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Naveen Eluru University of Central Florida Orcid 16x16

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Dr. Naveen Eluru is an Associate Professor in the department of Civil, Environmental, and Construction Engineering at University of Central Florida. Engineering research interests: Travel demand modeling, statistical data analysis and data mining. Educational research interest: Active learning and project based coursework. Membership/leadership: Transportation Research Board and American Society of Civil Engineers. Faculty advisor: American Society of Highway Engineers.

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For the past years, the majority of engineering colleges and universities have been experiencing a vertiginous growth in the number of student applications and enrollment. Even though this tendency is very encouraging from the point of view of producing more engineers to satisfy the nation’s demand, it also comes with serious drawbacks. Such growing in the student population requires increasing the number and size of the courses, adding parking spaces, and other facilities. Building new physical plant is costly and takes too much time. Some of these issues may be alleviated by offering Massive Open Online Courses (MOOC), however this approach is not feasible for some engineering courses. Another explored alternative are the mixed-mode courses. This approach reduces the face-to-face time and use of physical plant by at least 50%. Traditionally mixed-mode courses use a “flipped” modality, placing the majority of the teaching/learning responsibilities on the students and meeting with the instructor only for practicing problems. This paper presents a mixed-mode approach, develop by the author, for a Statics course. The online portion (~50%), conveyed via Canvas Learning Management System (LMS), contains video lectures, study-sets, self-assessment, hands-on homework, e-homework, proctored quizzes, and exams. The face-to-face component (~50%) includes concepts clarification, pre-class assessments, learning activities, real-life applications, problem solving, group quizzes, and discussions. Quantitative analysis of the results regarding students learning and class success are presented and compared with other purely face-to-face Static courses taught by the same instructor. Students’ perception of instruction and opinions are analyzed and presented as well.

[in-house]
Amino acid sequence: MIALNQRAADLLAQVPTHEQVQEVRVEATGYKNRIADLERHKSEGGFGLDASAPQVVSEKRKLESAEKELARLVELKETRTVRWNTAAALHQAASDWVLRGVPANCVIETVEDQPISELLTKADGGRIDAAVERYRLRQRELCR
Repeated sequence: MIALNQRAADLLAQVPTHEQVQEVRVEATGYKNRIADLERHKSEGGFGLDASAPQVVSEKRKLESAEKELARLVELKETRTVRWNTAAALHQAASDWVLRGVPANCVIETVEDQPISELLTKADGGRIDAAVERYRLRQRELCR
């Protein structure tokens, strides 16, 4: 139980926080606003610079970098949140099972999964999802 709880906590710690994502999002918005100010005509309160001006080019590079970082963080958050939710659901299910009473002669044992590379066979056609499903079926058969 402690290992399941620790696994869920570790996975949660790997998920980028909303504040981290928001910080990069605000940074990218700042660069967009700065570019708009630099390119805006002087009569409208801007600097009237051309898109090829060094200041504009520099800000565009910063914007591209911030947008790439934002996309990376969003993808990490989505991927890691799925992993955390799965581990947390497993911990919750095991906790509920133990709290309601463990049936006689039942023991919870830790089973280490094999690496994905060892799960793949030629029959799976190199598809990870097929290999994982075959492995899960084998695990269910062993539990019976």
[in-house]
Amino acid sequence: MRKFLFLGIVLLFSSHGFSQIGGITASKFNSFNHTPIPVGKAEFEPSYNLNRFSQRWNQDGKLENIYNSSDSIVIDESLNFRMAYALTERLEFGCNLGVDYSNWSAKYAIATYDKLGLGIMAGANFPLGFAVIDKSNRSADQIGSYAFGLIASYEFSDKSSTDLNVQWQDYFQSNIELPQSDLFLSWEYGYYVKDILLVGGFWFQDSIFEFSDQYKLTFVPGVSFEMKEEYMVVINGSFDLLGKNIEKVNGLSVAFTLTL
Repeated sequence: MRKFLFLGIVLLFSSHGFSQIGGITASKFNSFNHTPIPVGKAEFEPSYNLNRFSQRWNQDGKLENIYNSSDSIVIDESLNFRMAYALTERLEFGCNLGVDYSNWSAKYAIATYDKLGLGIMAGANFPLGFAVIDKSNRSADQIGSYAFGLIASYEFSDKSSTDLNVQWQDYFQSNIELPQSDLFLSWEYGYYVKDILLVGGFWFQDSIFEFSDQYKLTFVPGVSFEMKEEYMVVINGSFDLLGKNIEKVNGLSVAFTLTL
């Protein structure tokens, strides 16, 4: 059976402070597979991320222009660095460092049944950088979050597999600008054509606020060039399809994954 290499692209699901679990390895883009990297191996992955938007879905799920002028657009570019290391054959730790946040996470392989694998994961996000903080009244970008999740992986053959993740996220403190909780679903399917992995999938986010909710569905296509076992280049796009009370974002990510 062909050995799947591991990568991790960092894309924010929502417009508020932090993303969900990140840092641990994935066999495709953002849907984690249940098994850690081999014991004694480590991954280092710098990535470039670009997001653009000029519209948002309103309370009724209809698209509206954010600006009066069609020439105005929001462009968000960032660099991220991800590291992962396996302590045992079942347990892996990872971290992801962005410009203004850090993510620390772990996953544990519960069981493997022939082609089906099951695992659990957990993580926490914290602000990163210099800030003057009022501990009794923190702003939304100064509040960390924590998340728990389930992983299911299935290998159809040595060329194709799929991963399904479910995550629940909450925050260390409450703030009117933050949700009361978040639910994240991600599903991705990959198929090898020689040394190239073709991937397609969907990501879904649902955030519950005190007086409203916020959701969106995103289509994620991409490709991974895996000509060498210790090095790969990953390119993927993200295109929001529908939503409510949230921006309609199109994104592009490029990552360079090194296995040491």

Zaurin, R., & Tirtha, S. D., & Eluru, N. (2020, June), A Comparison between Mixed-Mode and Face-to-Face Instructional Delivery Approaches for Engineering Analysis: Statics. Paper presented at 2020 ASEE Virtual Annual Conference Content Access, Virtual On line . 10.18260/1-2--33985